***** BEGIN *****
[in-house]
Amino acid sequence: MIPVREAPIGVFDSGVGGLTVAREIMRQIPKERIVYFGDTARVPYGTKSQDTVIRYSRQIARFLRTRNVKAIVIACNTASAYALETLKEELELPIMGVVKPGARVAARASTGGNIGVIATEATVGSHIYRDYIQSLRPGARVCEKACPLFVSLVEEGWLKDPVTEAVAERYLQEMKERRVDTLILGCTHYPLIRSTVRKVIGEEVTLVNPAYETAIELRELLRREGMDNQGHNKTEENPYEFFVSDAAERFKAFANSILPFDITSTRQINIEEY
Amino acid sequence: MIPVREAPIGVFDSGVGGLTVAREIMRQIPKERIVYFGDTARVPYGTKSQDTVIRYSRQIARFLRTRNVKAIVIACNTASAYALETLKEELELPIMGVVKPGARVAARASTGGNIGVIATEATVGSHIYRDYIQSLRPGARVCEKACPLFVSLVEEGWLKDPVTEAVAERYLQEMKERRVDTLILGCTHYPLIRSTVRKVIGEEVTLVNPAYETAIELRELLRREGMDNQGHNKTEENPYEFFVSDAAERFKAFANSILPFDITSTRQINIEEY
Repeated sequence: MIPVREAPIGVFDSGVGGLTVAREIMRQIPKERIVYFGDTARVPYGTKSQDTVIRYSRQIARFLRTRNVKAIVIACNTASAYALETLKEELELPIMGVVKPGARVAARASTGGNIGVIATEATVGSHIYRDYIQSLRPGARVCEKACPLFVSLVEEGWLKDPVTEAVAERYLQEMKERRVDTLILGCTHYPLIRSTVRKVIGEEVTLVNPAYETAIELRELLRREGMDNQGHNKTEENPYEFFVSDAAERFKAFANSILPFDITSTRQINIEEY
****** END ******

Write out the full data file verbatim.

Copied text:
[in-house]
Amino acid sequence: MIPVREAPIGVFDSGVGGLTVAREIMRQIPKERIVYFGDTARVPYGTKSQDTVIRYSRQIARFLRTRNVKAIVIACNTASAYALETLKEELELPIMGVVKPGARVAARASTGGNIGVIATEATVGSHIYRDYIQSLRPGARVCEKACPLFVSLVEEGWLKDPVTEAVAERYLQEMKERRVDTLILGCTHYPLIRSTVRKVIGEEVTLVNPAYETAIELRELLRREGMDNQGHNKTEENPYEFFVSDAAERFKAFANSILPFDITSTRQINIEEY
Amino acid sequence: MIPVREAPIGVFDSGVGGLTVAREIMRQIPKERIVYFGDTARVPYGTKSQDTVIRYSRQIARFLRTRNVKAIVIACNTASAYALETLKEELELPIMGVVKPGARVAARASTGGNIGVIATEATVGSHIYRDYIQSLRPGARVCEKACPLFVSLVEEGWLKDPVTEAVAERYLQEMKERRVDTLILGCTHYPLIRSTVRKVIGEEVTLVNPAYETAIELRELLRREGMDNQGHNKTEENPYEFFVSDAAERFKAFANSILPFDITSTRQINIEEY
Repeated sequence: MIPVREAPIGVFDSGVGGLTVAREIMRQIPKERIVYFGDTARVPYGTKSQDTVIRYSRQIARFLRTRNVKAIVIACNTASAYALETLKEELELPIMGVVKPGARVAARASTGGNIGVIATEATVGSHIYRDYIQSLRPGARVCEKACPLFVSLVEEGWLKDPVTEAVAERYLQEMKERRVDTLILGCTHYPLIRSTVRKVIGEEVTLVNPAYETAIELRELLRREGMDNQGHNKTEENPYEFFVSDAAERFKAFANSILPFDITSTRQINIEEY